medieval-religion: Scholarly discussions of medieval religion and culture

I am trying to understand whether the Latin phrase below and its source
text ought to be understood as solid evidence that the 11th Century
author/compiler and subsequent users of the source text, as a matter of
then accepted custom, placed January as the first month of the year. To
clarify, if you were to ask a typical cleric of this time and this place to
recite the names of the months from memory, would it be their mental reflex
to begin with January or some other month? Or if a bishop were to invite me
to visit him in the 'first month', in which month would he expect me to
show up?

The phrase:  *Principium Jani sanctit tropicus Capricornus*

The source: *Un manuscrit chartrain du XIe siècle *(A Chartrian Manuscript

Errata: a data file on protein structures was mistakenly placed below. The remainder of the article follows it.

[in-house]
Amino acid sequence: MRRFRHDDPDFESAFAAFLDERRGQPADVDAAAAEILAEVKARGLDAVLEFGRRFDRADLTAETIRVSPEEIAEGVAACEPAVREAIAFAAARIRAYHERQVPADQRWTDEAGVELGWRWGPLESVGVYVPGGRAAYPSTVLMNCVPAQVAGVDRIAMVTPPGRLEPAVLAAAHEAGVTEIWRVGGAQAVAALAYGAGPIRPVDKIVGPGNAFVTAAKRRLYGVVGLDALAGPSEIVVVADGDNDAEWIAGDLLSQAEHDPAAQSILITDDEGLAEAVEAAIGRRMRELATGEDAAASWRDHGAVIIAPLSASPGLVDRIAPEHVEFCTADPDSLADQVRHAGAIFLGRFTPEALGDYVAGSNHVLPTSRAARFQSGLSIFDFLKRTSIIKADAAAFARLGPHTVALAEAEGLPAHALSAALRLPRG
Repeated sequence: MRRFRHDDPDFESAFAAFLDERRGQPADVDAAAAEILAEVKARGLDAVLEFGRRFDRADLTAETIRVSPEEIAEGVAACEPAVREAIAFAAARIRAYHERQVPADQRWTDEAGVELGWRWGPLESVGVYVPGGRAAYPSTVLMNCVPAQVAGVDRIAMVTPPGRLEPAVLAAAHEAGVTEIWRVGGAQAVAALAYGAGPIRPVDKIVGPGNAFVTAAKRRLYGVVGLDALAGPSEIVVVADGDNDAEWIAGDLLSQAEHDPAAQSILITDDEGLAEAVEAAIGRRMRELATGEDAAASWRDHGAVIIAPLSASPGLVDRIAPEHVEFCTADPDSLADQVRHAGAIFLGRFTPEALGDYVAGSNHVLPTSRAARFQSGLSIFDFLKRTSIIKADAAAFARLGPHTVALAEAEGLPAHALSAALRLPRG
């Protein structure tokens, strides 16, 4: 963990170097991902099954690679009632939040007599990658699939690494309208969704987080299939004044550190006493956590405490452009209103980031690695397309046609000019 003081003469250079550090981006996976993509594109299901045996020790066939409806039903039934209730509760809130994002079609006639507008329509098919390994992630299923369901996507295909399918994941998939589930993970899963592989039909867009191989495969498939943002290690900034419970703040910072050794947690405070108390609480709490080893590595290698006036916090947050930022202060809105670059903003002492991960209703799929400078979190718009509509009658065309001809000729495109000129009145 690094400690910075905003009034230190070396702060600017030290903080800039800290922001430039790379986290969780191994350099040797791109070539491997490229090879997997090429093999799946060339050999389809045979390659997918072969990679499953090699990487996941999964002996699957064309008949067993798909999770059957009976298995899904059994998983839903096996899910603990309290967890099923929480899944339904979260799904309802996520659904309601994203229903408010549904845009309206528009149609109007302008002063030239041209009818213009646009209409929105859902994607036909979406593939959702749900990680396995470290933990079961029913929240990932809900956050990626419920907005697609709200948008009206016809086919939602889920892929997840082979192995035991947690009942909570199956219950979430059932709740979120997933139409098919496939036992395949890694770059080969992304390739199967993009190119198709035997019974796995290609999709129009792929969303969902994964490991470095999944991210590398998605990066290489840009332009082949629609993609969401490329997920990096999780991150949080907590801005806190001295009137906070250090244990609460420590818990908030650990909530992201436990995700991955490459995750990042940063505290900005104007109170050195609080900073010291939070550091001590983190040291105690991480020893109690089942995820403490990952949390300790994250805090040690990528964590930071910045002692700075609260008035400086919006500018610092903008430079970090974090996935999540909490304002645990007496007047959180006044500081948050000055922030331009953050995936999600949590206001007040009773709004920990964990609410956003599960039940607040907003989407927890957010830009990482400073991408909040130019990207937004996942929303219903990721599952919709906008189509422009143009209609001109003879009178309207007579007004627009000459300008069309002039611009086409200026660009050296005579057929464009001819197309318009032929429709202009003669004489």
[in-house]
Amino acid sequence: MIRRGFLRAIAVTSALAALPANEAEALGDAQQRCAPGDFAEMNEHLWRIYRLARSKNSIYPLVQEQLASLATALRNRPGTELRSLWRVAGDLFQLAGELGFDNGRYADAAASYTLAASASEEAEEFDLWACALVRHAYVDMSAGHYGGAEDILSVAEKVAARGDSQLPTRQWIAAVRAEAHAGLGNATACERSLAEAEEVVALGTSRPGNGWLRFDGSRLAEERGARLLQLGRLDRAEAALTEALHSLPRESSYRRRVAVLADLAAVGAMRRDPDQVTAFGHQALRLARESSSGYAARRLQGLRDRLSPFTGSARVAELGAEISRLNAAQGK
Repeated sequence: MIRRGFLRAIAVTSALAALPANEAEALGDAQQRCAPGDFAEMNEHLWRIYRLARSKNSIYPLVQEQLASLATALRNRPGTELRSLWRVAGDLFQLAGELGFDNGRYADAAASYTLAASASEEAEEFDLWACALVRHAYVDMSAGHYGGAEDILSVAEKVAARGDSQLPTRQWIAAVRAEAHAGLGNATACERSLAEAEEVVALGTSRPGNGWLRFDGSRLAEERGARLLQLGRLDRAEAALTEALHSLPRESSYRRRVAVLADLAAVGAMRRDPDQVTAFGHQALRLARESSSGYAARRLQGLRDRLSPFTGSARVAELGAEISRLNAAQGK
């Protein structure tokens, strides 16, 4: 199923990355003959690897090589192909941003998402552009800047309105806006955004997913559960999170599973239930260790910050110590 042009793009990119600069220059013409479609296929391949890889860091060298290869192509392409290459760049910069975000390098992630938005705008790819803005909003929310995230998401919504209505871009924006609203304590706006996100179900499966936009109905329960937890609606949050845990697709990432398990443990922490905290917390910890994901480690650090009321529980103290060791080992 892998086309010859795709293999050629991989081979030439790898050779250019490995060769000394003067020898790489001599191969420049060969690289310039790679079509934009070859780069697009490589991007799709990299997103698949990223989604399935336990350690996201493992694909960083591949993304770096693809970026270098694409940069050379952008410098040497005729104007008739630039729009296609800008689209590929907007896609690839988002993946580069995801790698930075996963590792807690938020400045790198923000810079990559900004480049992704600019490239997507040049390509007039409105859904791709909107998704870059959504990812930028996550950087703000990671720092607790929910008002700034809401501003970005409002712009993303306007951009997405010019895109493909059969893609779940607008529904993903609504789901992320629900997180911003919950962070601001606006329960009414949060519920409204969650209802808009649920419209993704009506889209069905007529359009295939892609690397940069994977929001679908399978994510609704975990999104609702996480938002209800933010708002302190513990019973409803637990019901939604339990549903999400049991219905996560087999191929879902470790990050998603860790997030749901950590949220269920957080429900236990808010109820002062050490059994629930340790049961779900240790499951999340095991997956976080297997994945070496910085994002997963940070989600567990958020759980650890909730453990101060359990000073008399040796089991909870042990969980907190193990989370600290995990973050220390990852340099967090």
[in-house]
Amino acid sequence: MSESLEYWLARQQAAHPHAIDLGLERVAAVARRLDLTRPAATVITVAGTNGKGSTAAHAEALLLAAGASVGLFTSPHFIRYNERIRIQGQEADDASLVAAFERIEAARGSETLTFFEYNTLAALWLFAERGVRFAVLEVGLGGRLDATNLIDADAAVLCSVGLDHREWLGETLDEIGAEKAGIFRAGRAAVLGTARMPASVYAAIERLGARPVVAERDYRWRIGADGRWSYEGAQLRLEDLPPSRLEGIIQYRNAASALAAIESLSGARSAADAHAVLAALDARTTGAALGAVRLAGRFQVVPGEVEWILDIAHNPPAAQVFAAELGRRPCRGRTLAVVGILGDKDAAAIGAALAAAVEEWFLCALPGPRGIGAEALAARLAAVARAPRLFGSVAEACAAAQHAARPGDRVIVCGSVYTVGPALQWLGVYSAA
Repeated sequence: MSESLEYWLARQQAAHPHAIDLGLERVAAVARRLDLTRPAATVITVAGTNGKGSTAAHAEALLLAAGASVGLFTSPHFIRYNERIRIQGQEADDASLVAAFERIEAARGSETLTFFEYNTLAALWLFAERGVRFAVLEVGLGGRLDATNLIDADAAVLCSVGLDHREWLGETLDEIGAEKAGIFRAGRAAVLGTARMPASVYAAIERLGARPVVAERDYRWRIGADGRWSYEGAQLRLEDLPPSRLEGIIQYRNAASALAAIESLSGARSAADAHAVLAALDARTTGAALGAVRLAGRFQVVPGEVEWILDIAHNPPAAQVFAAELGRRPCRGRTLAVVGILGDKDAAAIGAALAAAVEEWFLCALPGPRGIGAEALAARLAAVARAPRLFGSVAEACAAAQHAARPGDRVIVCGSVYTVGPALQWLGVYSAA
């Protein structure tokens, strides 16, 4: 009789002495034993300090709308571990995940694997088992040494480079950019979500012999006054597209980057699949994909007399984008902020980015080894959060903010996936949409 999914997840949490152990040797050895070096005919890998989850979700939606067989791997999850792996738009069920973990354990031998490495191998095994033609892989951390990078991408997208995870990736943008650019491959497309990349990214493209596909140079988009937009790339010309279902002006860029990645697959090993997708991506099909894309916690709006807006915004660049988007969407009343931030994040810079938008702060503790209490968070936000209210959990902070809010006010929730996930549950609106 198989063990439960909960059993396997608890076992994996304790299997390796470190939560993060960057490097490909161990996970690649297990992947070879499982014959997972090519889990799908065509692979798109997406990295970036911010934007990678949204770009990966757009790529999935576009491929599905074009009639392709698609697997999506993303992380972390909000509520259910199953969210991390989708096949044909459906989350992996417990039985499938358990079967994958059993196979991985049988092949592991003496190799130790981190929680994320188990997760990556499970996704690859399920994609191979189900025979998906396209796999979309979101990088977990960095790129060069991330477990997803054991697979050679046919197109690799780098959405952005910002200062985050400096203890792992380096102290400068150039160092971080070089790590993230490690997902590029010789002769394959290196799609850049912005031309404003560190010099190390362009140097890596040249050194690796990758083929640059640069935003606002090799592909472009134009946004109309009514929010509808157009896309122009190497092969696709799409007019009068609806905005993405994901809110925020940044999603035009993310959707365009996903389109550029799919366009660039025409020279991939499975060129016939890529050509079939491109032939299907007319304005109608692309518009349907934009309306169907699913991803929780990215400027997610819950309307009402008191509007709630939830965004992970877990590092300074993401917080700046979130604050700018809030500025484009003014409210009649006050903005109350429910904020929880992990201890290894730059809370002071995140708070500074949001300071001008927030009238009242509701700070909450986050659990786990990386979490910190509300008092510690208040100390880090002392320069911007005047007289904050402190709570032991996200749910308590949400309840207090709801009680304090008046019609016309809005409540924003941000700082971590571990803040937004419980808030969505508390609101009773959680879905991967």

of the 11th Century) by Merlet and Clerval 1893.

See page 10 in the PDF version here:

The exact context is that the phrase appears immediately below a
miniaturize showing Janus warming his hands before a fire above the
zodiacal sign of Capricornus. The broader context is that it is part of a
series of "*citations astronomiques qui se lisent dans notre **manuscrit
au-dessous de chaque miniature*."  (astronomical citations that read in our
manuscript below each miniature). The complete "citation" for January, on
page 24 of the PDF,  reads:

*Luna egyptiaca jan. I. IIII. V. VIII. XV.*

*Mensis jan. habet dies XXXI.*

*Luna trigesima.*

* Epactas ɵ : Concurrentes Г.*

*Principium Jani sanctit tropicus Capricornus.*

* Jani prima dies et VII fine timetur.*

* Nox horas quindecim.*

* Dies habet decem.*

*Prima luna embolisimi.*

Please understand that I have no Latin.


Richard J Legault

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